Alachua County history is filled with colorful characters who left their mark on everything from education to medicine.
Native Americans and Early Settlers
The name Alachua comes from the area’s first settlers, the Timucuan Indians. Sinkholes, such as the Great Sink in the Alachua Savannah (now Paynes Prairie), were called “chua” and eventually mapmakers began naming the area “Allachua” or “Lachua.” After Spanish explorer Hernando de Soto’s year of destruction and plunder in 1539, Catholic priests and Franciscan missionaries from St. Augustine traveled to the interior with the hopes of converting the Native Americans to Christianity. By 1655, missions included a large cattle ranch, Rancho de la Chua, on the northern edge of the Alachua Savannah.
The area changed hands among the Spanish, French and English over the next 281 years until Spain ceded Florida to the United States in 1821. Alachua County, created in 1824, stretched from the Georgia border to the Gulf of Mexico as far south as Port Charlotte. Its early settlers established towns such as Hogtown, Micanopy, Newnansville and Gainesville. The 1850s saw the arrival of families, including the Baileys, Hailes, Chesnuts, Thomases and Mathesons.
Chartered in 1853, David Yulee’s Florida Railway proposed to connect Fernandina with Cedar Key and Tampa – which eventually occurred. The proposed route bypassed the county seat, Newnansville, so the county commission moved the county seat to the newly named Gainesville. The first railroad arrived in Gainesville in 1859, and Downtown Gainesville became a center of agriculture and industry. Railroads led to the founding of the towns of Waldo, Archer, Hawthorne, Melrose, Campville and Rochelle.
In addition to bringing trade and industry, the railroads brought tourists. The two biggest draws were Devil’s Millhopper and Alachua Sink at Paynes Prairie. In the 1880s, tourists came to Alachua Sink to enjoy paddle boats that showed off natural scenes and wildlife. In 1891, the natural drain under the sink became unplugged, and the lake disappeared.
Agriculture and Industry
Crops grown here have included corn, beans, tobacco, cotton, sugar, indigo and citrus. Vast orange groves were planted in the 1880s. By 1894, six million barrels of fruit were shipped to market. Big freezes decimated the industry, and the groves moved farther south. The citrus industry was replaced by the phosphate mining industry. During the 1890s, Gainesville’s Dutton Phosphate Co. shipped over half the state’s phosphate. From the 1930s to the 1950s, the oil industry took off. During World War II, 90 percent of all the tung oil shipped in the U.S. came from Alachua and Bradford counties.
Prior to the Civil War, a large population of slaves lived and worked on the area plantations. After the Civil War, the African-American population nearly tripled and outnumbered the white population. African-American businesses and communities thrived, centered mainly around the Pleasant Street and Porter’s Quarters neighborhoods in Gainesville. Florida’s first black congressman, Josiah T. Walls, who lived in Alachua County, served from 1870-1876. The state’s election laws of 1889 almost completely disenfranchised black voters. In 1914, Chestnut Funeral Home, one of the county’s oldest businesses, was founded. Gainesville was on the Chitlin’ Circuit, a collection of venues featuring African-American performers. Gainesville stops included Sarah’s Restaurant and the Cotton Club, which is now being renovated.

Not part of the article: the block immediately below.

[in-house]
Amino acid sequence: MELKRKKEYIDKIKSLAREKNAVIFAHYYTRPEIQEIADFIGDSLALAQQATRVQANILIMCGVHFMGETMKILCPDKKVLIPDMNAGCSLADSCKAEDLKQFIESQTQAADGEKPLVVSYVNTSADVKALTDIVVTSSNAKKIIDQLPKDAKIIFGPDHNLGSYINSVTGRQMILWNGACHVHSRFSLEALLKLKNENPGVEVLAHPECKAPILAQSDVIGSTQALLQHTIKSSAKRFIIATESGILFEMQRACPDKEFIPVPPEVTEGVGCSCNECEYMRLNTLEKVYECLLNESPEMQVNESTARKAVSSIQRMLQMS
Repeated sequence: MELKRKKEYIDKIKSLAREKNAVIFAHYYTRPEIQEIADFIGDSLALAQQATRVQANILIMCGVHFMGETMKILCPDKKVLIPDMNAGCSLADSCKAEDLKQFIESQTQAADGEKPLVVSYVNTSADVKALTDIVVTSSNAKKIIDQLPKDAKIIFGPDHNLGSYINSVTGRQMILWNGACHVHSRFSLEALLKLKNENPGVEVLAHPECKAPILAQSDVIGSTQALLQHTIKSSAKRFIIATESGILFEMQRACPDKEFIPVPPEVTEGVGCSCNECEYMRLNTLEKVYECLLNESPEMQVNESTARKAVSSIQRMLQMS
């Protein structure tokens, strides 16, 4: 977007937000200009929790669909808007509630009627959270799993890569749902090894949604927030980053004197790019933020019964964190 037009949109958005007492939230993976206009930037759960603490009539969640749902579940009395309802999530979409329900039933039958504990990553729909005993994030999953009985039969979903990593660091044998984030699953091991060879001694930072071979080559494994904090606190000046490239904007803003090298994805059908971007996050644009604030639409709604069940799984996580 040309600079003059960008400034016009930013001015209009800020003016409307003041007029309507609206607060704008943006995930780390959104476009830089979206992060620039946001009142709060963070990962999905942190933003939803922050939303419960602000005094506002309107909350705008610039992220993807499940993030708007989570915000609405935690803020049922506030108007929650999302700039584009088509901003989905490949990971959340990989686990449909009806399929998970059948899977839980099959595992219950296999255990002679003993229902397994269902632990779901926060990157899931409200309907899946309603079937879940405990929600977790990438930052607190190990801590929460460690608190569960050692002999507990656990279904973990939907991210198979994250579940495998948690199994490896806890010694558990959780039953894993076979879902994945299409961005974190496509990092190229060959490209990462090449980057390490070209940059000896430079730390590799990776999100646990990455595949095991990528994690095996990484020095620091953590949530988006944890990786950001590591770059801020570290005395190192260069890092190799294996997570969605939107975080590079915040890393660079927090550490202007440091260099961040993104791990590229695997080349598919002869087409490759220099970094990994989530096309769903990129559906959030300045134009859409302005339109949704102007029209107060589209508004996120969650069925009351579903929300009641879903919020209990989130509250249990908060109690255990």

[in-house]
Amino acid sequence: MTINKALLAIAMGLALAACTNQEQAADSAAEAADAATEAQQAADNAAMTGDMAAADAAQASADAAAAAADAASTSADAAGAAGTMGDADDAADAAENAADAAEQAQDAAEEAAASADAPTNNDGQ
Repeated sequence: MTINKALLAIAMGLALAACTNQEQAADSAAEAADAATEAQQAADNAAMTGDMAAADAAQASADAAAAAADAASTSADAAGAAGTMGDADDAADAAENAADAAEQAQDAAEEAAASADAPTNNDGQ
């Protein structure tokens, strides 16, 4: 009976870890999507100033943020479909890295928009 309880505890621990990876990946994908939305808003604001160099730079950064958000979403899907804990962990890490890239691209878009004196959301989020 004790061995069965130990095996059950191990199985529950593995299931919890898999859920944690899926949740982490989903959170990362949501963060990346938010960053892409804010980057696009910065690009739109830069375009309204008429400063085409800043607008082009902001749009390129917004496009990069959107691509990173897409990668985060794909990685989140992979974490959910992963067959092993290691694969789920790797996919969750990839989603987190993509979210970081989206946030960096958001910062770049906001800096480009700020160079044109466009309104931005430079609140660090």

After the Civil War, Alachua County welcomed its first Jewish citizens, including Moses Endel, who opened a dry goods store on the courthouse square in Gainesville. In 1872, a Jewish cemetery that still exists was established at the corner of University Avenue and Waldo Road.
The Gainesville Academy, a private school founded in 1858 by James Henry Roper, served both male and female students. After becoming a state senator, Roper offered the buildings and land to the state if the East Florida Seminary, founded in Ocala in 1852, would move to Gainesville.
In 1877, the East Florida Seminary moved. In 1866, the Freedmen’s Bureau established Union Academy in Gainesville to serve the African-American community. It eventually included a normal school to train teachers. Its last principal was A. Quinn Jones. After Union Academy closed in 1923, Jones became the principal of its replacement, Lincoln High School, which closed with desegregation in 1970.
After much lobbying by local leaders, the state legislature in 1905 chose the city as the location for the new consolidated men’s university to be known as the University of Florida.
Since the mid-1800s, Greater Gainesville’s warm climate and the area’s natural springs attracted people suffering with various ailments. Dr. Robert Robb and his wife, Dr. Sarah Robb, moved to Gainesville in 1882 to give Robert a chance to recover from tuberculosis. He helped establish the Odd Fellows Home & Sanitarium (which treated tuberculosis), and Sarah became the county’s first female doctor – known for making house calls in her horse and buggy.
In 1928, the county’s first major public hospital, Alachua General Hospital, was opened. It served patients until it merged with Shands HealthCare in 1996 and eventually closed in 2009.
The University of Florida’s medical school opened in 1956, and Shands Hospital opened in 1958. North Florida Regional Medical Center opened in 1973.
The Matheson History Museum
offers original exhibitions and programs on a variety of topics in local and Florida history. The museum is free and open to the public (donations are encouraged), Tuesday through Saturday, 11 a.m. to 4 p.m.
513 E University Ave., Gainesville, FL 32601
(352) 378-2280 | mathesonmuseum.org